Interview to Fotis Papadimitriou
Do you consider Puglia like one of the most beautiful places where you’ve been? Why?
Puglia is definitely one of Italy’s loveliest undiscovered gems.
Among Italy’s 20 different regions, Puglia is easily identified on the map, as it runs down the east coast of the country from the Gargano Peninsula all the way into the “heel of the boot”. It has remained relatively low-key and its transportation infrastructure isn’t as developed as what you’ll find in the North and there aren’t as many amenities for foreign tourists.
Nevertheless, Puglia is home to some remarkably beautiful cities and towns like Lecce, Alberobello(UNESCO world heritage), Polignano a Mare, Gallipoli, Monopoli and many many more.
They are rich in churches and palaces, hidden piazzas and winding alleyways, markets and slow food trattorias.
In some towns you can even combine visits to cathedrals and castles with dips in the sea just steps from the historic centre.
How would you describe the Italian sea?
The beaches in Puglia are among the best in Italy. With the longest coastline in the country, bordered by the Adriatic Sea on one side and the Ionian Sea on the other, the swimming holes and beaches of Puglia are undoubtedly remarkable. They are unspoilt and free of commercial businesses such as restaurants, shops, towering hotels and sun loungers.
Some of the best beaches I visited during my stay in Puglia, were:
– Torre Dell’Orso: Famous for its twin sea stacks, dubbed the “Two Sisters,” which rise near the shore. This charming little bay plays host to a kilometer of white sand, gorgeous dunes and a surrounding pine forest, while the area gets its name from the ‘Bear Tower’, a dilapidated 16 Century watchtower high up the rocky coastline.
– Polignano a Mare: beneath the old town is Cala Porto, a small white pebble beach surrounded by cliffs with clear emerald water. It’s super photogenic however, it gets crowded in high season.
It’s also known as Lama Monachile for the bridge that you must walk over to reach it.
– Punta della Suina: A stunning mix of rocks, incredibly smooth sands, and crystal-clear waters in a small yet characteristic bay. Punta della Suina consists of two small sandy bays, among the most famous and popular ones in Salento, right in front of a small island called Scoglio tondo, which is almost separated by the coast and caressed by the clear water.
Was it your first time in Puglia? With who did you go? Where did you stay?
This was my first time in Puglia, and I was visiting with 3 more friends of mine. We decided to rent an Airbnb in Lecce which is an old city, established over two-thousand years ago by Greek settlers from the island of Crete. Its baroque architecture is well-known and has earned Lecce the nickname, “Florence of the South.” For me, Lecce was insanely beautiful!
Did you find a lot of tourists?
Even though Puglia has a tourism industry and gets busy in summer, it still remains much more relaxed, friendlier and less commercialized than most major summer destinations in Italy i.e. Sicily or Sardinia.
How’s the Italian food? What did you eat?
Italian food in Puglia was really good!
There are a handful of foods and dishes you must enjoy for the best Puglian ‘foodie’ experience, including excellent vegetarian and vegan options.
I went for many local specialties including:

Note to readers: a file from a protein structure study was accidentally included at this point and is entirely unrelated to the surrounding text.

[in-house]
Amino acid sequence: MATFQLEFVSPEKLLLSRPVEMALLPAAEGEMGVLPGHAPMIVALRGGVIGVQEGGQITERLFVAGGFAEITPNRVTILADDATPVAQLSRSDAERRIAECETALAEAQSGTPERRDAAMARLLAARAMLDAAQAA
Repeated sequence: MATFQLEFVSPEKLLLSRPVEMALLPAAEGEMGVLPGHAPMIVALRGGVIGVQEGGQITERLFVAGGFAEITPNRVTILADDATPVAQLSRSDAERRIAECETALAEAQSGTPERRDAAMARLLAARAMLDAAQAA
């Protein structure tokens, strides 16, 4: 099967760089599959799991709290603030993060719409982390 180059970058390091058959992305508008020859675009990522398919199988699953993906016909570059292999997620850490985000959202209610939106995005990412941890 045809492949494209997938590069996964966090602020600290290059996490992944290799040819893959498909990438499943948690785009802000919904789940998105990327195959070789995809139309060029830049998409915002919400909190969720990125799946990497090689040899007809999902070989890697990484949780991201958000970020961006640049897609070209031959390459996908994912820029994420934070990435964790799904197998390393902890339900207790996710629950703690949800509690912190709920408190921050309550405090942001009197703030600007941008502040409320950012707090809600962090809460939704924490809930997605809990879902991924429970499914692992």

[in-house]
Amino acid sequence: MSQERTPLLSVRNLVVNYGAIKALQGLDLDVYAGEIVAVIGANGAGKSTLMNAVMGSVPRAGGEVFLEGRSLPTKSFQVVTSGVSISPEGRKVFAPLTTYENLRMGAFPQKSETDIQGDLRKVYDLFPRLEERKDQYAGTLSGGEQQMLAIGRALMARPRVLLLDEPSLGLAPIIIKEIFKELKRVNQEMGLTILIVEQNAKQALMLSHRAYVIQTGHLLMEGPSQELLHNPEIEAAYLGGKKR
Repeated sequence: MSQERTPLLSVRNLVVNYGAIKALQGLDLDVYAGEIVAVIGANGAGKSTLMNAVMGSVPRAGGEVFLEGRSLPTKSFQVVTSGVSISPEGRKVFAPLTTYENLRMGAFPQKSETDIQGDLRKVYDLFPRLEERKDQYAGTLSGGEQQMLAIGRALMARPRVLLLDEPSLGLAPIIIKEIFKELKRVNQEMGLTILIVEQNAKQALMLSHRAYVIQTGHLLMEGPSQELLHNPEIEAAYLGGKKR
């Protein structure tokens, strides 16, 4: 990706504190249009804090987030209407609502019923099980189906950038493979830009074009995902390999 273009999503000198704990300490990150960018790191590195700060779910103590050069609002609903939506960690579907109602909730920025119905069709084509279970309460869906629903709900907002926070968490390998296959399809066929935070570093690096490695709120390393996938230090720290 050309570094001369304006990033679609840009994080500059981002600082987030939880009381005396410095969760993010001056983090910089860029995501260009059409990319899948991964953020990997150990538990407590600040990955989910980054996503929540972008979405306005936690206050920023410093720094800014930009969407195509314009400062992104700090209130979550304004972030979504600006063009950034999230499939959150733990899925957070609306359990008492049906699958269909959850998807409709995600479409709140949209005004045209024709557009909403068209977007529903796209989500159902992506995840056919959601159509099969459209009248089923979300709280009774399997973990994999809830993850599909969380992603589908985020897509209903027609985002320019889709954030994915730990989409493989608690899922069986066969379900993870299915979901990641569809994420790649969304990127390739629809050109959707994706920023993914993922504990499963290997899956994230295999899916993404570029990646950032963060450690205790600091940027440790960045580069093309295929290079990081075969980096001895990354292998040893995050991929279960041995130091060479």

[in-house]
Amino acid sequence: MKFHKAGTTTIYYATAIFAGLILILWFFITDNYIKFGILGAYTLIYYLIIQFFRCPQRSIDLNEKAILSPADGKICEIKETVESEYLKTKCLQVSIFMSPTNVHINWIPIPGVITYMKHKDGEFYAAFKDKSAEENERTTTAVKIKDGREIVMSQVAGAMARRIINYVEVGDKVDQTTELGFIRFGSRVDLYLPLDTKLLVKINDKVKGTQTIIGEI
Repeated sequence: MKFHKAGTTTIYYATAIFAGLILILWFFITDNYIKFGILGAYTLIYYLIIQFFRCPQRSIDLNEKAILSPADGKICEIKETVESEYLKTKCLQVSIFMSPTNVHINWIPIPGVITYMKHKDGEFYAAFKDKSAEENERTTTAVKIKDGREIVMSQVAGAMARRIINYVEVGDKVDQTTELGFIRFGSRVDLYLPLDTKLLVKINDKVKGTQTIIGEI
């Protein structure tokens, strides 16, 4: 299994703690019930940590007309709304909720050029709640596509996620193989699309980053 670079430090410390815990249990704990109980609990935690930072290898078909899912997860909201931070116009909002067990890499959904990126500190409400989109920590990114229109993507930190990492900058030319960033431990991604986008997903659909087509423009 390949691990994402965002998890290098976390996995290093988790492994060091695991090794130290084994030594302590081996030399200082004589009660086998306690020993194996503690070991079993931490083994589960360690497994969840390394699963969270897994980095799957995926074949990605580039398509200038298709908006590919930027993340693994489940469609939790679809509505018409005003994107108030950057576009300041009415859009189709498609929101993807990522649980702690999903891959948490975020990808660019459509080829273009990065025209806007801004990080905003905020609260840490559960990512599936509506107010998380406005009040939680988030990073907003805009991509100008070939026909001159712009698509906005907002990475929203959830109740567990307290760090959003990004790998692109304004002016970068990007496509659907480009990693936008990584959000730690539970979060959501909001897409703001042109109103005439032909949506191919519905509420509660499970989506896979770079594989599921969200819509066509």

Orecchiette (type of pasta made in Puglia), baccalà alla salentina (dried and salted cod sprinkled with breadcrumbs, pecorino cheese and fresh tomato, then baked in the oven with potatoes), frisella (little crunchy breads served with tomatoes and basil with some olive oil), focaccia and burrata (local fresh cheese specialty in Southern Italy).
Also, noteworthy is that bakeries in Puglia are amazing! Breakfast is the best where you can get a wide selection of baked goodies.
One of the most iconic pastries of all is the pasticciotto (originated from Galatina, in Salento, Puglia). Pasticciotto is a shortcrust pastry tart.
Did you learn some Italian words? Did you have the opportunity to talk to Italian people?
Even though the bigger cities and towns had quite a few English speakers, they were still not as many as I would have expected.
Learning a few basic Italian words prior to my trip was very useful.
Did you spend a lot during all your holiday in Puglia?
Puglia is accessible for travelers looking to discover the region independently on a bit of a budget. A great lunch or dinner can be found for under €10 (main dish), a glass of wine is affordable, and the best attractions are, by and large, available for free.
Accommodation in Puglia can be quite pricy if you go for a luxury, boutique hotel. However there are many affordable hotel options too as well as Airbnb rentals.
Would you suggest to other people to go to Puglia? Why?
In my opinion Puglia is definitely worth a visit!
If you are planning to travel to Italy, you should include Puglia on your itinerary. Every town is beautiful, it has great beaches, it’s perfect for a road trip, it hasn’t been destroyed by tourism and it will not break your budget!
Have you ever visited other Italian cities? If yes, which ones?
Yes, I have been in many Italian cities before, including: Rome, Milan, Naples and Amalfi Coast, Venice, Florence, Bologna and Parma.
Leave us a general comment about your experience
– If you are planning to visit Puglia, June and September are the best months to do so if you want hot weather but smaller crowds.
– I would advise to hire a car. Public transport is very limited and doesn’t reach all the places. So you will better off relying on yourself to get around.
– Arm yourself with a few words and phrases in Italian. Though a lot of the younger generation can speak basic English, the older generation is fair to say, have zero knowledge.
Thanks to Fotis Papadimitriou for taking part to the”Experience” project.
We hope you the best.